Anglican Church of Canada

December 24th: Family Christmas Service 4 pm Carol Singing 9:30 pm Christmas Eve Choral Eucharist 10 pm

R0011814635

KNOX PRESBYTERIAN CHURCH

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R0011798351-1213

43 Meadowlands Dr. W. Ottawa

Service protestant avec lâ&#x20AC;&#x2122;ĂŠcole du dimanche 09:30 Messe Catholique romaine avec la liturgie pour enfants 11:15

St. Richardâ&#x20AC;&#x2122;s Anglican Church

December Highlights

Christmas Schedule December 24th Christmas Eve Schedule 5:00 pm Service of Hymns & Carols 7:00 pm Service of Hymns & Carols 10:00 pm Candlelight Service with Communion

Les Services de lâ&#x20AC;&#x2122;aumĂ´nerie des Forces canadiennes Services du dimanche de la chapelle militaire

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R0011765830

Invites you to our worship service with Rev. Dean Noakes Sundays at 11am 414 Pleasant Park Road 613 733-4886 pleasantparkbaptist.org

429 Parkdale at Gladstone Ministers Rev. Dr. Anthony Bailey Barbara Faught - Pastoral Care Melodee Lovering - Youth and Children Worship Service - 10:30 am 613-728-8656 Sunday School for all ages pdale@trytel.com www.parkdaleunitedchurch.ca Nursery Available

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Pleasant Park Baptist

Parkdale United Church

R0011622275

3191 Riverside Dr (at Walkley)

www.magma.ca/~ruc (613)733-7735

613-722-1144

Come Join Us: (Located corner of Breadner Blvd. and Deniverville Pvt.)

meets every Sunday at The Old Forge Community Resource Centre 2730 Carling Avenue, Ottawa, ON K2B 7J1

Sunday Services: Bible Study at 10:00 AM - Worship Service at 11:00 AM

Refreshments / fellowship following service

Email: admin@mywestminister.ca

Protestant Worship with Sunday School 09:30 Roman Catholic Mass with Childrenâ&#x20AC;&#x2122;s Liturgy 11:15

A warm welcome awaits you For Information Call 613-224-8507

R0011588383

Join us with friends and family on Dec. 23 for Gospel Carols at 10 am, Dec. 24 for our Family Service at 4:30pm, Dec. 24 for a Quiet Candlelight Christmas at 9pm, and Dec. 25 for a very Quiet Christmas at 9 am Dec. 30 for one service at 10 am for Lessons and Carols R0011821786

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R0011803850

470 Roosevelt Ave. Westboro www.mywestminster.ca

The Canadian Forces Chaplain Services Military Chapel Sunday Services

The West Ottawa Church of Christ

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Riverside United Church

2112 Bel Air Drive (613) 224-0526

at lâ&#x20AC;&#x2122;ĂŠglise Ste-Anne Welcomes you to the traditional Latin Mass Sunday Masses: 8:30 a.m. Low Mass 10:30 a.m. High Mass (with Gregorian chant) 6:30 p.m. Low Mass For Christmas Mass times please see www.st.-clementottawa.ca 528 Old St. Patrick St. Ottawa ON K1N 5L5 (613) 565.9656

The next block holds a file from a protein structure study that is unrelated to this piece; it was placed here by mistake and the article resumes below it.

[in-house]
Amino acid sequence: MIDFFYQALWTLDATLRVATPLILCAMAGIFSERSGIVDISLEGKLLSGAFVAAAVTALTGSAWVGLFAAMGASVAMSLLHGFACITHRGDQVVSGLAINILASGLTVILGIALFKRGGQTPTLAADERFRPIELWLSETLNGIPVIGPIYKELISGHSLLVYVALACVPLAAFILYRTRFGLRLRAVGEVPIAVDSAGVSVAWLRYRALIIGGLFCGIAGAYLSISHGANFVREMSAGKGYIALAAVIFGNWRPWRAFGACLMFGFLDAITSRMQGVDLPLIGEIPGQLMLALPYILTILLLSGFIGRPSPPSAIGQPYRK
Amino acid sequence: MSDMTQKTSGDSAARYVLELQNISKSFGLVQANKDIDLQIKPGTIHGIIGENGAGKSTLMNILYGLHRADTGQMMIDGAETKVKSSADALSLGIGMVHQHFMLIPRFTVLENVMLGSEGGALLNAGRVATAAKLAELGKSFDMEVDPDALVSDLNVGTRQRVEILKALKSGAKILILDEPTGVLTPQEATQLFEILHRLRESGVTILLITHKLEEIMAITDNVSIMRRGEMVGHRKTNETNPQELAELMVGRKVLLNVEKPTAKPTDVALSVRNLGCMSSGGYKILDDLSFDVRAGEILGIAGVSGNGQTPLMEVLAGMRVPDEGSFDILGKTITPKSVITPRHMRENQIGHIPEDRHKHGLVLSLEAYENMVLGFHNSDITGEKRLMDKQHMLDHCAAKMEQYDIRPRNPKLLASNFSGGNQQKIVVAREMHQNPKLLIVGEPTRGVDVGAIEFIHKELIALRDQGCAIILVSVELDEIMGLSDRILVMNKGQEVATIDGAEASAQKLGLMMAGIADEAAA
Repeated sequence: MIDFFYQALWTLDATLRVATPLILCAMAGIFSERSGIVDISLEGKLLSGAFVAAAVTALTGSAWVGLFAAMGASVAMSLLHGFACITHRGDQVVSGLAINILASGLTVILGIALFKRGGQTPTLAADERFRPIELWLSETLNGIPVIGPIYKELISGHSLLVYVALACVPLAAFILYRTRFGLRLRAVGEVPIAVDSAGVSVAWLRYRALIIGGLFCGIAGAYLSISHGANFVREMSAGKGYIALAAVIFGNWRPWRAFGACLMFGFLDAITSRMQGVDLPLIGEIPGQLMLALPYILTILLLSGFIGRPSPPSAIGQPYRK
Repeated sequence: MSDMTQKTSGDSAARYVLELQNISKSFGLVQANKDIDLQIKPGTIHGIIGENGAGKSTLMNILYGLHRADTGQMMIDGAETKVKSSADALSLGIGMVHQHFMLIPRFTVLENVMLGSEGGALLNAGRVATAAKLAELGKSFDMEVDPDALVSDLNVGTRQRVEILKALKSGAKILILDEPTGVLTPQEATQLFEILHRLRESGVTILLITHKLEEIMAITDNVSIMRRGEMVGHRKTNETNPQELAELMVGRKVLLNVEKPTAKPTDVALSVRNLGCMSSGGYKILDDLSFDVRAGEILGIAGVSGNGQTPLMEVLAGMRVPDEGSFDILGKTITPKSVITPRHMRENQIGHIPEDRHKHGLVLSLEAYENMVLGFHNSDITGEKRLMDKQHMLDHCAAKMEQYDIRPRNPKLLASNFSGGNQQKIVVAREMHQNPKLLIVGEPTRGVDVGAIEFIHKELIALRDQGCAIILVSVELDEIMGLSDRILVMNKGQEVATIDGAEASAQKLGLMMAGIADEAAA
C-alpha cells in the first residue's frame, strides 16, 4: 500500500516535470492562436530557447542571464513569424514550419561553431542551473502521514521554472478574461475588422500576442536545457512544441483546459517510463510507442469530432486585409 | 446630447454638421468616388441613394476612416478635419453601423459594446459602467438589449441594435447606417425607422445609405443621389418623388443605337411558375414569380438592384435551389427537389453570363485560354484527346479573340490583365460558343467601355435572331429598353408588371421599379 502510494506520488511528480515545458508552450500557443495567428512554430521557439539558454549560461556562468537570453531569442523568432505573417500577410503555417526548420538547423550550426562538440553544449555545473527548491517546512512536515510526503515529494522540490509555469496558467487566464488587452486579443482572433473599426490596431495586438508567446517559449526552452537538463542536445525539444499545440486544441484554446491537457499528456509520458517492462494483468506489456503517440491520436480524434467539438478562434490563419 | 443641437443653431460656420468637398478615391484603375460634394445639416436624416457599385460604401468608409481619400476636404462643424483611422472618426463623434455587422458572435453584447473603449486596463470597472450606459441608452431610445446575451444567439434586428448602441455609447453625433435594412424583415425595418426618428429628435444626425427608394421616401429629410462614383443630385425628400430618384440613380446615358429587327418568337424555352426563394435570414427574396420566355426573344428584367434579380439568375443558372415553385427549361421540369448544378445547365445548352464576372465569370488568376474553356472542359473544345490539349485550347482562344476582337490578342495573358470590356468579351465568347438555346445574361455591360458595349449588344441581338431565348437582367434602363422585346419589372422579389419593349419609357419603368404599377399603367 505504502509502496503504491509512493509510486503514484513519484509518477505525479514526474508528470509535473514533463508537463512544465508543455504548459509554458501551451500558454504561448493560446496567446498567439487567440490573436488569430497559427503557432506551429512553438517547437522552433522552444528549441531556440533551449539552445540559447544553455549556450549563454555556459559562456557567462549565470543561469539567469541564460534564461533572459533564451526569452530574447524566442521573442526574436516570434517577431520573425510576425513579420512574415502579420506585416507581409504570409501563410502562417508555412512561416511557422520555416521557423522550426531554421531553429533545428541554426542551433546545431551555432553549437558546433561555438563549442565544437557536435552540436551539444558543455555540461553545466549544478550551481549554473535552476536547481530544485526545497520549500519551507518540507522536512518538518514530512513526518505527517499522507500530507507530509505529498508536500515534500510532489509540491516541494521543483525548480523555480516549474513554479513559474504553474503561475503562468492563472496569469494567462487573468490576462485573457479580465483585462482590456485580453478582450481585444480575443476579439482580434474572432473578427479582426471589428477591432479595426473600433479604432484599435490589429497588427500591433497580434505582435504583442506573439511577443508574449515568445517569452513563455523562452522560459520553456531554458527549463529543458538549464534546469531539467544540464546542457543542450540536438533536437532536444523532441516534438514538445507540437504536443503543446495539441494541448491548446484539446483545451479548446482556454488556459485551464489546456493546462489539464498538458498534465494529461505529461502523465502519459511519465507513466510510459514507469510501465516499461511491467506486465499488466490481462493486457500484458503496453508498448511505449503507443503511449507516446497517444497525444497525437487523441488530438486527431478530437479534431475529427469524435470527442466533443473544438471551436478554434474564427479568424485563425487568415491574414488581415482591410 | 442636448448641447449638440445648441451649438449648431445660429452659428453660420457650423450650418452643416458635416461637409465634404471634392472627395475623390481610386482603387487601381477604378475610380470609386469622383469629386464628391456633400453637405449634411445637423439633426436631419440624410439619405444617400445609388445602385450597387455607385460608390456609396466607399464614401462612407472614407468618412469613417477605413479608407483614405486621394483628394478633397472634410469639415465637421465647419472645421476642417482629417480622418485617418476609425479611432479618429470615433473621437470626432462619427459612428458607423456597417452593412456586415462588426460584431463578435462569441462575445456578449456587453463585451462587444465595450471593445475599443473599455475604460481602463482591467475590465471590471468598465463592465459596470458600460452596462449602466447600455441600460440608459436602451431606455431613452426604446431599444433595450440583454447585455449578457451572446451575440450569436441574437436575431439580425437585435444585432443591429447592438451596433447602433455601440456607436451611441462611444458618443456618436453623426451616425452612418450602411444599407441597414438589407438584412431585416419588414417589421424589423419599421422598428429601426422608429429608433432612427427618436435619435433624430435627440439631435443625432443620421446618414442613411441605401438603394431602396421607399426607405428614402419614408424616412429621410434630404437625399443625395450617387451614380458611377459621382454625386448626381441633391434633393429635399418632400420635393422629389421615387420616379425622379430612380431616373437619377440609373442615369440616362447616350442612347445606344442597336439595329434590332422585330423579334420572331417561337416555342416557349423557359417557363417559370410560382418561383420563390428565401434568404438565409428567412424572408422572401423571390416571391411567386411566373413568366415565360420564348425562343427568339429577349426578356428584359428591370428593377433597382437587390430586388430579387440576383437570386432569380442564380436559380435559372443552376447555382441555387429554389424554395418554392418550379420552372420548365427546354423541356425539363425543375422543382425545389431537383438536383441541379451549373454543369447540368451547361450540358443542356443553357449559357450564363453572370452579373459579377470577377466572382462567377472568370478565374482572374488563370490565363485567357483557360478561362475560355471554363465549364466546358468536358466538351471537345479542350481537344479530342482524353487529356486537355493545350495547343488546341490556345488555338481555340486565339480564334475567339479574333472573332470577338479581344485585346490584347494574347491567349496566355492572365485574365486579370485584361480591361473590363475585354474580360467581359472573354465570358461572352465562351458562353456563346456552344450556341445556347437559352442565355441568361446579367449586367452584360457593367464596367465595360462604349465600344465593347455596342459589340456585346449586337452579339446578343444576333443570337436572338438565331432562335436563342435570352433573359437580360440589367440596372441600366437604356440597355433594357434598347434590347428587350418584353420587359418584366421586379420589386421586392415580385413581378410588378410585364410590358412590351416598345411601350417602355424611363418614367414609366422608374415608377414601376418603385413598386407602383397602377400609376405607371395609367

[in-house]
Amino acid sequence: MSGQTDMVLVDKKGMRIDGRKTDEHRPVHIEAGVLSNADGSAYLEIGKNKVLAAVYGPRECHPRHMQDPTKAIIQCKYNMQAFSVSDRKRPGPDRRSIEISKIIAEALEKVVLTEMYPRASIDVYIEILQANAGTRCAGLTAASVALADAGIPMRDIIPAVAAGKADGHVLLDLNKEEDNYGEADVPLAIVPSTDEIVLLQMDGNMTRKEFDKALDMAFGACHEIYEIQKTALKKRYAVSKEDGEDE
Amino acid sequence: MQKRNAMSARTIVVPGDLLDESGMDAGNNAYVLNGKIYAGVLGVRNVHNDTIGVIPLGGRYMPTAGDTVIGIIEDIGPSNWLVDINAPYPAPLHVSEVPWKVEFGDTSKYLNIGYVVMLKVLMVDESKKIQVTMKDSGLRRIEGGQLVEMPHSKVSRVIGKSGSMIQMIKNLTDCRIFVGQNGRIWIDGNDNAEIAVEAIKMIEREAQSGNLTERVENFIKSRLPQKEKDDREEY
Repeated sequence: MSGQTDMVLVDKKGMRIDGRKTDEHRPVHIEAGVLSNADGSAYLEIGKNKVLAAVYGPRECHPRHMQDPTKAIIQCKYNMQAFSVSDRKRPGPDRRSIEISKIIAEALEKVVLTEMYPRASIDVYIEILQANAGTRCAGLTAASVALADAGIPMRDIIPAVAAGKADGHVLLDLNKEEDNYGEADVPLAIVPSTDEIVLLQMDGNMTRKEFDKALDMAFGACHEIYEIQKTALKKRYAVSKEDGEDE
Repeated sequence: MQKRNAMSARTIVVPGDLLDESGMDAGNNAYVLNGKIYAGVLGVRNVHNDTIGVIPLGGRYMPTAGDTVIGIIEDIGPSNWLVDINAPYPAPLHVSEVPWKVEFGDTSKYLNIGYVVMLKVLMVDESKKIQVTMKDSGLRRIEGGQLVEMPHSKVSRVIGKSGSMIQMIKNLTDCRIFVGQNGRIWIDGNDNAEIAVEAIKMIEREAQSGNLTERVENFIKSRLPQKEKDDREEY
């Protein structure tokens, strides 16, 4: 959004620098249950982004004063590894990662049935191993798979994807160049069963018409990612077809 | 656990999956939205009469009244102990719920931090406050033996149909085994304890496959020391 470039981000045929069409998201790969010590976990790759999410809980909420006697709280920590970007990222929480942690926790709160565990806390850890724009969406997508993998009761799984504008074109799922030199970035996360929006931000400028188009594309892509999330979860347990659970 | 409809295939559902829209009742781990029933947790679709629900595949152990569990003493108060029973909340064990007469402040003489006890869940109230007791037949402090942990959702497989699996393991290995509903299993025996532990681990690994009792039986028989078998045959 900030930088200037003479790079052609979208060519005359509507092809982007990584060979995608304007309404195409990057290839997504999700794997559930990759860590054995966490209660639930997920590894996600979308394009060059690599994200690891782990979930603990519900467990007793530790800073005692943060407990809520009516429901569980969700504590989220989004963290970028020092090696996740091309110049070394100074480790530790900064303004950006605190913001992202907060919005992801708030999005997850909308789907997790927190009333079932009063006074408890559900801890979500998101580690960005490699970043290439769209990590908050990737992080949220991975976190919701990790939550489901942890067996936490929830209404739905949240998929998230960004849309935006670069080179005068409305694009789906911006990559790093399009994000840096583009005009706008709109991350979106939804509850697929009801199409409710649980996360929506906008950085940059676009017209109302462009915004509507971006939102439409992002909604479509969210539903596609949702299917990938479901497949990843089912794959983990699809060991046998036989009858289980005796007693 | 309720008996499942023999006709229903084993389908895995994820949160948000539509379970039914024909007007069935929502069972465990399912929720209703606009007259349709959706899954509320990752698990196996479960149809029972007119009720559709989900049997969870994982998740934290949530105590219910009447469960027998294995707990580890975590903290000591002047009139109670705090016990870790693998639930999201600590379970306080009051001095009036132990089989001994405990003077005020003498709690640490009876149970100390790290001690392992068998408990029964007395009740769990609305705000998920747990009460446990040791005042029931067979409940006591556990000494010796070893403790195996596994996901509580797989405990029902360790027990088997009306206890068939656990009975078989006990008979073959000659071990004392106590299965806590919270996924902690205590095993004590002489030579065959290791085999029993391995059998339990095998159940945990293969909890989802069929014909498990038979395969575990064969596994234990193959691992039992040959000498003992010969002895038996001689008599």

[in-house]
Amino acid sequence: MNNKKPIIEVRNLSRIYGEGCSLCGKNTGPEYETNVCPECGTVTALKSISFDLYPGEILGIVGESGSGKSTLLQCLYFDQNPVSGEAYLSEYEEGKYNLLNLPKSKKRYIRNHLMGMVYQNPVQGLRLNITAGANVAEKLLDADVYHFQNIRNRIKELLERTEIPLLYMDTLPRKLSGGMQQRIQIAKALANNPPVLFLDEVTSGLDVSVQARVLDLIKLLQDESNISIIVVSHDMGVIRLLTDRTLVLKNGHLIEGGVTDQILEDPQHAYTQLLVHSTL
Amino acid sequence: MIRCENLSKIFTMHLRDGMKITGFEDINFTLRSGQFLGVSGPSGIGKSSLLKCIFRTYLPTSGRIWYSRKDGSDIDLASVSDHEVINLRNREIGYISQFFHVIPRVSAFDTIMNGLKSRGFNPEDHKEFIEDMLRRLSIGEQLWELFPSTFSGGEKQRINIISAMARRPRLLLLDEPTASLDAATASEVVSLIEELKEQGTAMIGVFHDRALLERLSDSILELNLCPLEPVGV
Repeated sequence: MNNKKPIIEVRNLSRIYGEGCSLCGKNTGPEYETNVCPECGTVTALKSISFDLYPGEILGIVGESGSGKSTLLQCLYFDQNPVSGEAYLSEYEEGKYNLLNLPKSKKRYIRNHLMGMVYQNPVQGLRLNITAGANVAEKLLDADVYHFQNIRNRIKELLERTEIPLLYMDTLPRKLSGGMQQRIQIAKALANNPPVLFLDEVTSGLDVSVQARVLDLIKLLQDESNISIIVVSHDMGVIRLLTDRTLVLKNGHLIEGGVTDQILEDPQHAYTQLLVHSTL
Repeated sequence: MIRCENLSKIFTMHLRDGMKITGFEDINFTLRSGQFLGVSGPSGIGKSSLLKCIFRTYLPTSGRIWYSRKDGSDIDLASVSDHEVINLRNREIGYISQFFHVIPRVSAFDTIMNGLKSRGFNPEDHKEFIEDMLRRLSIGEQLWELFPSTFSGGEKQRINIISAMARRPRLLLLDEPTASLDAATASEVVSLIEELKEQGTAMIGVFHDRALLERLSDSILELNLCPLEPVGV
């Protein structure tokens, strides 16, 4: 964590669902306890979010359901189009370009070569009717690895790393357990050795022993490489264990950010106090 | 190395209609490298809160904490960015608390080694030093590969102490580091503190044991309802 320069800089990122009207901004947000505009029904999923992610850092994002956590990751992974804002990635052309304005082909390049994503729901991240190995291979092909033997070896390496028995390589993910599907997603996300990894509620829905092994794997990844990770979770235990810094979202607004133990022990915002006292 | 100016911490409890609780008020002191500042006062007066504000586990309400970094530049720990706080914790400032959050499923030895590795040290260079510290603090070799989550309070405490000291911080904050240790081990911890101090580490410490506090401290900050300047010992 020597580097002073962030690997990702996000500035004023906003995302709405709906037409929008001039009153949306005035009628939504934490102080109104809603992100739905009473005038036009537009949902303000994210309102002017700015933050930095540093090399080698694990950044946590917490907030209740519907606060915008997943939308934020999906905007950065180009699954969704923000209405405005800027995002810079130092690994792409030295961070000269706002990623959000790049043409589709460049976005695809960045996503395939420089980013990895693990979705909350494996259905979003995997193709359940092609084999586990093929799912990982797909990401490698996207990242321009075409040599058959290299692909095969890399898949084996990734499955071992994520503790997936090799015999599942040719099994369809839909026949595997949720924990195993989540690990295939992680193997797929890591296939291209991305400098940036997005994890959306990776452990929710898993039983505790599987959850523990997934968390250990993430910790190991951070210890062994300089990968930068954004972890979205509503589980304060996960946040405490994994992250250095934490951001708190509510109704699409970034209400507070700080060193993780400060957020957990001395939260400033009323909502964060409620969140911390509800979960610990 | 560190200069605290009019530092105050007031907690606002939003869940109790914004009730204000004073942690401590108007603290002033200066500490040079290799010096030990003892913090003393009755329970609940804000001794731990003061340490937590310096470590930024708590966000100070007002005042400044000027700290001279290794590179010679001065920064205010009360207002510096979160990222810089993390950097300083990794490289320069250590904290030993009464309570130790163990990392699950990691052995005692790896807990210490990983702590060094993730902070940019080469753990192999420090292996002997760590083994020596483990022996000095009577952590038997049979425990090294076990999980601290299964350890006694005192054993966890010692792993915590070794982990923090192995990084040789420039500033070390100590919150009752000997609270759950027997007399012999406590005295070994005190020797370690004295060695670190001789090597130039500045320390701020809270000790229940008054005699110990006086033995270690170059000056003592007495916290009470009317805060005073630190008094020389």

ǢČ&#x2013;Ĺ&#x2DC;_É´ǢsÇ&#x2039;É&#x161;Ă&#x17E;OsÇŁ Çź ˨ŸÇ&#x2039;Ë Ë Ĺ?

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NOT YOUR AVERAGE ANGLICANS

St. Michael and All Angels Anglican Church

St. Clement Church/Paroisse St. ClĂŠment

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Minister: James T. Hurd Everyone Welcome

613-737-5874 www.bethanyuc.com

St Catherine of Siena Catholic Church

Sunday Worship - 10:00 a.m. Nursery and Sunday School

Minister - Rev. William Ball Organist - Alan Thomas Nusery & Sunday School, Loop audio, Wheelchair access

Join us for worship, fellowship & music Nursery, children and youth ministries Sunday Service at 10:30 am Rev. Kathryn Peate

ALL WELCOME Sundays at 10:30 a.m. The Salvation Army Community Church Meeting at St. Andrew School 201 Crestway Dr. 613-440-7555 Barrhaven www.sawoodroffe.org

10 Chesterton Drive, Ottawa (Meadowlands and Chesterton) Tel: 613-225-6648 parkwoodchurch.ca

December 23, 10 a.m. â&#x20AC;&#x201C; Major obedience Christmas Eve, 7 p.m. â&#x20AC;&#x201C; Major name Christmas Day, 11 a.m. â&#x20AC;&#x201C; Major travel

R0011293044

R0011753755

265549/0605 R0011815407

Worship 10:30 Sundays

Christmas Eve Family Services 6:00 pm Contemporary Family Service 8:00 pm Traditional Candlelight Service.

R0011293026

355 Cooper Street at Oâ&#x20AC;&#x2122;Connor 613-235-5143 www.dc-church.org

613.247.8676

(Do not mail the school please)

WESTMINSTER PRESBYTERIAN CHURCH

off 417 exit Walkey Rd. or Anderson Rd.

2400 Alta Vista Drive (613) 733 0131 Sunday Worship at 10:00 a.m. Sunday School; Ample parking; OC Transpo route 8 A warm welcome awaits you. Minister: Alex Mitchell sttimothys@on.aibn.com www.sttimsottawa.com

Celebrating 14 years in this area!